The last several weeks have been filled with the debate surrounding whether AI labs should pause training their AI systems for a six-month moratorium in order to create more accurate, safe, interpretable, transparent, robust, aligned, trustworthy, and loyal state-of-the-art systems.
Our take? This is wishful thinking at best, and a foolish notion at worst.
Creating a framework for safer, robust, etc. AI is important
Wishful thinking or not, the wish is important. ChatGPT and its genre are creating a new economy that bolsters an entirely new means of creation. And that includes students cheating on their homework and exams, and fake accounts popping up everywhere.
From professors to marketers, we are nowhere near ready for the misuse of these new technologies. But that doesn’t mean a pause will work, or even be entirely possible.
No framework for what to pause and not to pause
The open letter asking for a moratorium doesn’t ask for a pause on all AI development. In fact, it is unclear what a “system more powerful than ChatGPT-4” even constitutes. Does that mean all large language models are out the window? What about specific applications in certain niche markets?
Unlike China, the U.S. doesn’t have a mechanic to deploy and enforce such abrupt changes in its governance system — whether that’s for better or for worse. It runs counter to the country’s free market philosophy. To suddenly evoke a pause on ambiguous values — such as whom AI should be loyal to — will only fuel an incredulous amount of unproductive debate. And that’s what has happened over the last few weeks.
A capitalistic society needs a capitalistic intervention
This sounds terrible, but that’s how the U.S. system works. The entire U.S. economy is moved by the creation of new opportunities which can be intervened through fiscal policies, not by sudden enforcement of debatable values.
But frankly, given that the Biden administration has already grossly exceeded its budget and Republicans are already breathing down its neck to cut spending, any new fiscal policy looks nigh impossible. Not to mention it probably won’t help Biden win a 2024 election either. There is simply no real political motivation towards pushing this agenda.
Let’s face it: 6 months won’t be enough
Even if we were somehow able to get the moratorium going (which would be an incredible feat in itself) I cannot see a scenario in which all parties can come together to agree on a practical framework that would guide the development of a large language model.
Take autonomous vehicle public policy for example. We have been developing that framework since the early 2010s. That’s about ten years, given or take, and twenty times the length of AI policy. And while we’re close, we are still not done yet.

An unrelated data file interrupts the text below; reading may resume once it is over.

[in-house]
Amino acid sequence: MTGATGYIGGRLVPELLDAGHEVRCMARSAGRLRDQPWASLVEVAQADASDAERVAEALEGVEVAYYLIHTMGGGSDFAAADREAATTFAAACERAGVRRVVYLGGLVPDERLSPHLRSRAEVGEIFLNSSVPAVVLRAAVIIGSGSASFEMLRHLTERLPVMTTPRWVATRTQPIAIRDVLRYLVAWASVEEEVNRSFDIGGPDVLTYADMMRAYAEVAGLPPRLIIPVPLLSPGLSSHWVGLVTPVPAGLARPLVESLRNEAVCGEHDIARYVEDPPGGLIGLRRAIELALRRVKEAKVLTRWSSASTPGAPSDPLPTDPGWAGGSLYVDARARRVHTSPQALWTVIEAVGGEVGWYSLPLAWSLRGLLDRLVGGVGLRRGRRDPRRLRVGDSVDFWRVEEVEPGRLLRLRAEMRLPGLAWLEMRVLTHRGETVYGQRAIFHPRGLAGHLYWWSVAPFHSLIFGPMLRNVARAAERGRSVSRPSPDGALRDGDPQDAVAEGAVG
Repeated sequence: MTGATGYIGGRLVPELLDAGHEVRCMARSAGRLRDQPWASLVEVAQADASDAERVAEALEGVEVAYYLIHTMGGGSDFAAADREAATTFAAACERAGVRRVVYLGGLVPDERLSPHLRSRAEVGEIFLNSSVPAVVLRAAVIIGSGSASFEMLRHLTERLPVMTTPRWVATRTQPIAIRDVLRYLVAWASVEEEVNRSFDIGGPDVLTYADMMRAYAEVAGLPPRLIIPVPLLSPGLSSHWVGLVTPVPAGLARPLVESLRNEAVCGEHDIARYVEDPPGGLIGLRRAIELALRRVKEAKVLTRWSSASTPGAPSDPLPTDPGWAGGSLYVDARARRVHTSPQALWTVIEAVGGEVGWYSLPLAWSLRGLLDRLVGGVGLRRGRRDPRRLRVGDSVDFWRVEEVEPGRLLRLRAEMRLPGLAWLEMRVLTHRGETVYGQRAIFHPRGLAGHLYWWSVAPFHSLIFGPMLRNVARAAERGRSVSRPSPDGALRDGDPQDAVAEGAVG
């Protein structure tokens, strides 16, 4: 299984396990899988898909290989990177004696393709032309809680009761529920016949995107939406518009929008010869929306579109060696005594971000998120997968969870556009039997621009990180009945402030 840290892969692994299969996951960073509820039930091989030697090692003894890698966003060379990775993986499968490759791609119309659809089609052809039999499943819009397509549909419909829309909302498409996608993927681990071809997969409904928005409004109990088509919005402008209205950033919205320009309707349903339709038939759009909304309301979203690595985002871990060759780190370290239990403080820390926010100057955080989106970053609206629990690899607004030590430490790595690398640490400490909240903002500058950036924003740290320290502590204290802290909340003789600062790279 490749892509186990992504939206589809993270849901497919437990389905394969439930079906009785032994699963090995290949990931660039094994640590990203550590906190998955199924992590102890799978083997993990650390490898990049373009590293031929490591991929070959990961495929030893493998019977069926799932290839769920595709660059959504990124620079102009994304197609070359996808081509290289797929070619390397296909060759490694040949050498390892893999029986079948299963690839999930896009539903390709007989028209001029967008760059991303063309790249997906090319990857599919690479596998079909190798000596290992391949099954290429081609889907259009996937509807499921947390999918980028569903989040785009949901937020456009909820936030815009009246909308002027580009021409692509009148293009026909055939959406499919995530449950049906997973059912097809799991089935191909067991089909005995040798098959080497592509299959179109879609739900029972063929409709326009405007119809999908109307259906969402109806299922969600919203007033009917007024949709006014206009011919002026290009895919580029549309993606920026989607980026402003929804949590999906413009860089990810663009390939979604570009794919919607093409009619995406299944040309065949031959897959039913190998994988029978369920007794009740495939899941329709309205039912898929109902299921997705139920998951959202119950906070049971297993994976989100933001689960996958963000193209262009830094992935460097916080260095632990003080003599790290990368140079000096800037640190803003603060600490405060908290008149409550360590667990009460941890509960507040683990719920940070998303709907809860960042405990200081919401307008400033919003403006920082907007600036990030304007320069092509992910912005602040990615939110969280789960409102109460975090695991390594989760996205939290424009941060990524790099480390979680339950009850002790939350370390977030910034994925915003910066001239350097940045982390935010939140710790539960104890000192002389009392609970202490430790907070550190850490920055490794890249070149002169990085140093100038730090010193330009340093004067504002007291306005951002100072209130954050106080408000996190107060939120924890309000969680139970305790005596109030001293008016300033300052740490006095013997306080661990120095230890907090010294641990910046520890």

Another example? The FDA still hasn’t even been able to put together a framework to evaluate AI usage for diagnostics.
And here we are talking about the application of very powerful technologies in a much broader context that touches upon countless industries? We are going to need a lot more time than six months, and even then…
We’re going to fuck it up
And then we will use money to fix our fuck up. Just like how we trashed our global climate and now pour billions into fixing it.
Again, the U.S. is driven by the opportunity to make money. As of now, there is no opportunity to make money by creating a safer (and all that jazz) AI. It is nice and great for society, but we are not the Nords. We are nowhere near being socialistic enough to do this for the “Goodness of the World.” It’s a sad, harsh, reality, but it’s not a false one. In fact, there is more money to be made by letting AI be unsafe, inaccurate, and unloyal state-of-the-art, so while it is politically correct to say otherwise, the action will follow the money, not the other way around.
Then, like usual, once we fuck things up enough, we will realize that we will lose money if this keeps running — just like how hurricanes wash everything away more and more and we realize our real estate is soon going to be underwater so now we have to fix the climate.
From there, we will see an AI security opportunity, just as we have cybersecurity. We didn’t just start the internet and realize we need cybersecurity shortly after. No, we started the internet, decided it was a wonderful thing, used it a lot, and then some people said, “Hey, let’s just move crime online.” Only after we lost a lot of money, did people start cybersecurity companies.
This is history on repeat. The name of the game will just add the word “AI” in front of security, and then on we go again.